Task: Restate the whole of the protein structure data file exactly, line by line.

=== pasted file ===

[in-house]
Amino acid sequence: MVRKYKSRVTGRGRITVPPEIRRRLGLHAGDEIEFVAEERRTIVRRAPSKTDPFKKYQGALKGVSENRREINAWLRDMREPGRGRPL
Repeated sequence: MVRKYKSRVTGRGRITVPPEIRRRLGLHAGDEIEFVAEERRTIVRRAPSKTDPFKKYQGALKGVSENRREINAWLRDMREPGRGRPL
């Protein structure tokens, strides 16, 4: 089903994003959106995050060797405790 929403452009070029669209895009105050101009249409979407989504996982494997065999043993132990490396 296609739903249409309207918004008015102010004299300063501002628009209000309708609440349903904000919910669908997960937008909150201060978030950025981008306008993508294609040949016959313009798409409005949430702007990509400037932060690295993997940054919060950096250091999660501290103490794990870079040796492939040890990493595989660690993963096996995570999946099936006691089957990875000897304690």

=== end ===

[in-house]
Amino acid sequence: MVRKYKSRVTGRGRITVPPEIRRRLGLHAGDEIEFVAEERRTIVRRAPSKTDPFKKYQGALKGVSENRREINAWLRDMREPGRGRPL
Repeated sequence: MVRKYKSRVTGRGRITVPPEIRRRLGLHAGDEIEFVAEERRTIVRRAPSKTDPFKKYQGALKGVSENRREINAWLRDMREPGRGRPL
């Protein structure tokens, strides 16, 4: 089903994003959106995050060797405790 929403452009070029669209895009105050101009249409979407989504996982494997065999043993132990490396 296609739903249409309207918004008015102010004299300063501002628009209000309708609440349903904000919910669908997960937008909150201060978030950025981008306008993508294609040949016959313009798409409005949430702007990509400037932060690295993997940054919060950096250091999660501290103490794990870079040796492939040890990493595989660690993963096996995570999946099936006691089957990875000897304690």